August 4, 2013

Clipping Boxwood Hedges

Our many boxwood hedges make our little New England garden feel more like an English garden than
most anything else does. I think now that I cannot have enough. They all are clipped twice a year, once in mid summer, and again just before winter.
I've been clipping out boxwood hedges, in and around the parterre and the culinary herb garden for three weeks now - a little later than usual, as typically, we cut the box in June, and again in mid-September, but with a late spring, and a wetter then normal summer, the new growth on the boxwood matured later than normal. Late July may be late, but it won't hurt our many boxwood's, as most are English boxwood's, and can handle a hard cut most anytime during a wet summer. It seems the square footage of boxwood that I need to trim increases each year - here is how I handled the task this year...

Boxwood hedges that surround the perennial border in front of the greenhouse, are clipped in mid summer, and again in mid autumn to keep a tidy appearance throughout the winter.

Boxwood's are thought to be problematic in New England suffering with winter kill and wind damage, but so far, we have been lucky. We don't fuss that much, we rarely cover most of the hedges with winter wrapping of burlap ( although, I started last year with the English Boxwood), and we do little else besides their bi-annual clip and trim. I've been so please with the result of this major planting of box which began ten years ago, that I am investing in hundreds of new plants for a brand new knot garden that I will be writing about soon, which will replace an old putting green behind our house - the most viewed part of the garden.

I've been getting a little fancy with some of the boxwood's, training those at the end of the walks, into columns, cones and geometric shapes. My favorite tools here are Japanese clipper (I never use electric sheers), and hand scissors.

Details are carved out with scissors. This shape is one I started planning two years ago, and only now am I starting to see the results, as it takes some time for growth to fill-in.

The goal with my hedges in front of the greenhouse is to keep them perfectly level. One year I used a level and a string to establish the perfect line. Now, it is easier to eyeball it against a distant fence. Hand sheers also allow one to remain level.

Forming perfect balls is unrealistic, and unhealthy, as light still needs to reach below the plants. Think more like gum drops rather than gum balls.

English Boxwood can look like velvet , if trimmed properly. It is generally preferred by most hedgeries, as it grows
dense and green, allowing for more artistic freedom, and in expressing geometry.

The garden always seems neater once the box are clipped. Be sure to rake up every last twig and leaf,
for one hot sunny day will turn all trimmings to an ugly brown.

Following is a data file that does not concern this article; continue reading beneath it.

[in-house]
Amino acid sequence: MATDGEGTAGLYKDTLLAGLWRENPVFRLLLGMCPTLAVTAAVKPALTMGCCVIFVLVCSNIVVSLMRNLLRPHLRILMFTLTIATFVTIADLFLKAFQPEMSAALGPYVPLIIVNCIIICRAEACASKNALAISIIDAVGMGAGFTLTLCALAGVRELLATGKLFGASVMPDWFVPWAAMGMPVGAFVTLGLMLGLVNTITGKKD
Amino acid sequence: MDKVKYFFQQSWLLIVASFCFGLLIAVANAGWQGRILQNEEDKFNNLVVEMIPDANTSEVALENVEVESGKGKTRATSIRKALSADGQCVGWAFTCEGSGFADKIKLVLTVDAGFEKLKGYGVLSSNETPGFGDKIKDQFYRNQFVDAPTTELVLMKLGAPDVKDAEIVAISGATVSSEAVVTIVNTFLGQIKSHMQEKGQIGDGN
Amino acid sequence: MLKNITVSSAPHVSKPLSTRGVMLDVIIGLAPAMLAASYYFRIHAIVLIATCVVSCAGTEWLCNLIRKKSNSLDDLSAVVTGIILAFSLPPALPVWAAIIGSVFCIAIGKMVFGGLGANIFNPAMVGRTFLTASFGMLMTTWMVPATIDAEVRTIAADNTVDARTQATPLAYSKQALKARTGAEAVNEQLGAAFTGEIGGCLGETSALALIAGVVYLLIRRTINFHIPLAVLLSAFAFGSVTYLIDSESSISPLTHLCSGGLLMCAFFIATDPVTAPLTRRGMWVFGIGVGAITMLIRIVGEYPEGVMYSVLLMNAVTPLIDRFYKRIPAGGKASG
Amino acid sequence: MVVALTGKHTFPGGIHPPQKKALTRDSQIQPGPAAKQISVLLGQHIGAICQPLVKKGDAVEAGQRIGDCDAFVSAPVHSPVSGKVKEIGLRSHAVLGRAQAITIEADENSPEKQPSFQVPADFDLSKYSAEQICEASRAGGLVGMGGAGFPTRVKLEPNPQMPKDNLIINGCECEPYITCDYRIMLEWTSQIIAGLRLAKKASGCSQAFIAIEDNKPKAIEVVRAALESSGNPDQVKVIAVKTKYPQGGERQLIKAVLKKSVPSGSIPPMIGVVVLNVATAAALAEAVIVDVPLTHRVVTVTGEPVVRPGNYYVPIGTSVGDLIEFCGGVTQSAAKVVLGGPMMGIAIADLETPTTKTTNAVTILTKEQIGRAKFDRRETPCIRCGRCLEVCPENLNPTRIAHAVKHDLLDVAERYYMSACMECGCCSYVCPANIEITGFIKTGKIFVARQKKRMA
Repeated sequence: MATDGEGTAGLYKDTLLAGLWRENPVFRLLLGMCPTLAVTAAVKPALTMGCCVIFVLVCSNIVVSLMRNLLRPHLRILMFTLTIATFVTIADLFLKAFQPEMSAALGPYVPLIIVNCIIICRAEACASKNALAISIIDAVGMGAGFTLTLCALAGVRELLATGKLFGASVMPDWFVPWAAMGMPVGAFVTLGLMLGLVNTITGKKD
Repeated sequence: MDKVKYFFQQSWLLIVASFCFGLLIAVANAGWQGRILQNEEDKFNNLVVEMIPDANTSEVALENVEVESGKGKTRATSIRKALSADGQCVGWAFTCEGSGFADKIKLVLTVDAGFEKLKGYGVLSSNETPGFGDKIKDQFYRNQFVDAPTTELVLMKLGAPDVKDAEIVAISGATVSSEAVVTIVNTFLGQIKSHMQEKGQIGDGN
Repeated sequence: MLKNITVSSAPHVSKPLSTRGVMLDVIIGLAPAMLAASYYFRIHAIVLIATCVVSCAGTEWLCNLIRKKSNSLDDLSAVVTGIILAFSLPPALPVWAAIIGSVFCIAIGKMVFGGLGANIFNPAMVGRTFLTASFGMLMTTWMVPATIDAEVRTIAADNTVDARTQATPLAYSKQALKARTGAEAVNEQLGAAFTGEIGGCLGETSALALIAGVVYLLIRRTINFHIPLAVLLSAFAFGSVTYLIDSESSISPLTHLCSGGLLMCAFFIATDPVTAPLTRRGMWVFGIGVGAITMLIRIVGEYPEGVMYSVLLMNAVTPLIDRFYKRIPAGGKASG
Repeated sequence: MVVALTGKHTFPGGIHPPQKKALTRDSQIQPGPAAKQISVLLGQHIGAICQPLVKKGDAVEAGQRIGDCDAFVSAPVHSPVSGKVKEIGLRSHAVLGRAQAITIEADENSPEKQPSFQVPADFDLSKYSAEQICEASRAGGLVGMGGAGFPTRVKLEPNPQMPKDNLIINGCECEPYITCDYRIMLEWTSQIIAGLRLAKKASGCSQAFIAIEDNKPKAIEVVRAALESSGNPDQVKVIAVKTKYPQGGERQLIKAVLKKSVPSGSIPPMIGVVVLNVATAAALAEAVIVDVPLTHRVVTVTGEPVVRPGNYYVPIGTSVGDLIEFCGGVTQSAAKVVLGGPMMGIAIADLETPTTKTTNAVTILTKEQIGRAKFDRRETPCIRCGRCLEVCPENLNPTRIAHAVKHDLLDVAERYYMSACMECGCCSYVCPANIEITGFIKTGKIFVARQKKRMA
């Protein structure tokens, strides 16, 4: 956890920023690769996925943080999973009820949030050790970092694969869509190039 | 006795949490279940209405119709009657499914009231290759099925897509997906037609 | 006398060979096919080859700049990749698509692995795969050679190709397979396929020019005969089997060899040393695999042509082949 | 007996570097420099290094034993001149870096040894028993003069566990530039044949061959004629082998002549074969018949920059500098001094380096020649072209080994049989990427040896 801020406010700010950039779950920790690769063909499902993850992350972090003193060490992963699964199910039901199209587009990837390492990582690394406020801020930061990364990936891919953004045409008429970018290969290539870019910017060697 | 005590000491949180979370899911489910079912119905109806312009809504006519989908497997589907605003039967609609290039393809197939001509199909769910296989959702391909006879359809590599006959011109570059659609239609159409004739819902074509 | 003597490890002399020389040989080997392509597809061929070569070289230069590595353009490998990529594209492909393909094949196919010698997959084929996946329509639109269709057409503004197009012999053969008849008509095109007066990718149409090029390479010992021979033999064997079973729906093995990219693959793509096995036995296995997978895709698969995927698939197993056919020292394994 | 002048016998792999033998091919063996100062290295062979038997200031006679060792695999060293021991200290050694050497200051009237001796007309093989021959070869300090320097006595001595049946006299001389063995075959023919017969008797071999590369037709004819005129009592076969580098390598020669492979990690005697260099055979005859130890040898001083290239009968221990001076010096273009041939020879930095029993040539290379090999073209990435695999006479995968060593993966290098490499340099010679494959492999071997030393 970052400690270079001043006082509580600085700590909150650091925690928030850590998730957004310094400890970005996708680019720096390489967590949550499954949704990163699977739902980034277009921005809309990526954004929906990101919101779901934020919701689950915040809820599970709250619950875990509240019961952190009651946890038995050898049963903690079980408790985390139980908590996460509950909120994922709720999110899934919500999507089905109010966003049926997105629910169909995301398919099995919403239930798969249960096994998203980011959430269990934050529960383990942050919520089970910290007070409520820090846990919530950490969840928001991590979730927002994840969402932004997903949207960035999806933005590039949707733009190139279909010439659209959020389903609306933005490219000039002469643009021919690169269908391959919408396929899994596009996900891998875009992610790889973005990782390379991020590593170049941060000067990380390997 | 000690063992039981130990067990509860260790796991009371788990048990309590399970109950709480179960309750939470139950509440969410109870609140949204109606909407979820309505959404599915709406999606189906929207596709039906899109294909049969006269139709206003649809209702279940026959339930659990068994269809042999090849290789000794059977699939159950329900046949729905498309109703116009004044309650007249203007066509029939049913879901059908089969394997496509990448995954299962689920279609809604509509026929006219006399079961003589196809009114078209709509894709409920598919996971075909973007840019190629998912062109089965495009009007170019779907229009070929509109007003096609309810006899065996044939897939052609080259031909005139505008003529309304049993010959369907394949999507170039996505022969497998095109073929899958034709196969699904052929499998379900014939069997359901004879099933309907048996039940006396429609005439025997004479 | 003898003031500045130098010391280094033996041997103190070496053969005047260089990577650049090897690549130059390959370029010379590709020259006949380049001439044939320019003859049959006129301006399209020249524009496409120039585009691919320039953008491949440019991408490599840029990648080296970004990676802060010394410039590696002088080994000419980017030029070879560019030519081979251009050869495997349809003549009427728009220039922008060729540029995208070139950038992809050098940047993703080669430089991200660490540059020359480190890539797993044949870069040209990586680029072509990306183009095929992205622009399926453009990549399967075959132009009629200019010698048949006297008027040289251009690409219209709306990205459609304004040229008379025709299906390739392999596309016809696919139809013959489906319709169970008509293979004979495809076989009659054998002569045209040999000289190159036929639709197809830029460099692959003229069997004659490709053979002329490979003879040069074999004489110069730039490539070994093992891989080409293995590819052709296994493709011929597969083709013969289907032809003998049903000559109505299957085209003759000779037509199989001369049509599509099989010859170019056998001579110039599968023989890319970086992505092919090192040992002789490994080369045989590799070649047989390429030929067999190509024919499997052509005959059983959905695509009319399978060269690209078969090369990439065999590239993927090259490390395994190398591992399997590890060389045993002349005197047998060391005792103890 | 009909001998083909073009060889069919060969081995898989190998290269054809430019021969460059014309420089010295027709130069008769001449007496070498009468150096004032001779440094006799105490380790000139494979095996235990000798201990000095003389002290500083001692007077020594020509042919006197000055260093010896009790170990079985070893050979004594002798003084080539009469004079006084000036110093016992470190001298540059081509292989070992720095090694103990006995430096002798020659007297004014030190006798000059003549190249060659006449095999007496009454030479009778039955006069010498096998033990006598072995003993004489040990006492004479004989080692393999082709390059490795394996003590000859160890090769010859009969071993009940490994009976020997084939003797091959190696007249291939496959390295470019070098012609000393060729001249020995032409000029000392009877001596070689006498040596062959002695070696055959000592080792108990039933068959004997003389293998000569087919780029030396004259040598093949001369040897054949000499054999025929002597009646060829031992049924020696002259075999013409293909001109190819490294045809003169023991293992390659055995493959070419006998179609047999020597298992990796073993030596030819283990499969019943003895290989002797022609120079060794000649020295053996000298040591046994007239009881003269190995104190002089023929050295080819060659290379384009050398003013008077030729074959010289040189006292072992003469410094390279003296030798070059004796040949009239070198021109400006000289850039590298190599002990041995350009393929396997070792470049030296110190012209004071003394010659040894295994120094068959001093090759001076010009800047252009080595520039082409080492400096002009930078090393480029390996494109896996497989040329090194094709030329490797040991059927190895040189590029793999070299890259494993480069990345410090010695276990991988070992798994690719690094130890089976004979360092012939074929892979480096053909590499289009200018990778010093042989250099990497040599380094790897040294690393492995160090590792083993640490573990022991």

This weekend, I have finally finished trimming most of the hedges, just in time for the Agapanthus pots to
begin blooming. It's hummingbird season once again, for these are indeed magnets for hummers. 
Even the large Bay Laurels appreciated a hair cut.

After a week of trimming hedges....I felt a bit like this.

Daphne, our young female Irish Terrier cooled off, catching honey bees that were trying to drink a bit of water in a bird bath.


  1. I'm surprised with your greenhouse, you don't root your own cuttings for your boxwood hedge.

  2. I've considered doing this here with Cercocarpus intricatus, as it's been used for formal xeric gardens in Denver to success. But part of the allure of box is its vivid green. The dark olive green of the Cercocarpus leaves something wanting. Of course, my arborist tells me that Westerners would be better off getting over the desire for geometry. I'll have to settle with my espalier being bordered by dwarf lavender. I shouldn't complain.

  3. I had been stalling on trimming my boxwoods this year as I read somewhere that pruning them when they are wet may make them more susceptible to boxwood blight. It is now clearly fear that is keeping my sheep shears still as it has been dry for over a month now. have you heard anything substantive about this? It makes me crazy to think yet another plant I love will have to be replaced in my garden due to a disease issue grrrrrrr!

  4. Hi Rachelle, oh but I do raise many cuttings of boxwood in the greenhouse, they are bedded out in raised beds out back. I think I posted last September about how I do it. I may post soon with an update. I agree, far easier to take cuttings every September and root them in sand!

  5. Cheryl. I have heard of the terrible boxwood blight in the UK, but I have not dared look to see if it is here in the US yet. Surely, it won't be long if it isn't here already! But, until then...

  6. Where did u get the Japanese clipper? Any tips on how to trim your boxwood balls? Thanks

  7. Cindy, I purchased my Japanese clippers from Dieter Schmid Fine Tools, you can Google them. They are called Japanese Hedge Shears Solid Steel. They will rust, so oil them after use. I sharpen mine once every two years, but hone the edge annually.

  8. Judith S.8:02 PM

    Your dedication is paying off.It looks great! Instead of taking time to rake up the cuttings, you might lay down a drop cloth (a shower curtain liner from the dollar store works well) before you trim, emptying it before moving to the next section of hedge. Picking up the cut pieces becomes no chore at all.

  9. boxwood might be my favorite plant, shrub or overwise. it is an easy way to add structure, classism, age & whimsy to a garden.

  10. We can trim Boxwoods at any time of year, but for plant health, it's best to avoid shearing in the late fall. New growth which appears after trimming boxwood bushes may not have time to harden off before frost. Trimming can be done with electric hedge clippers.


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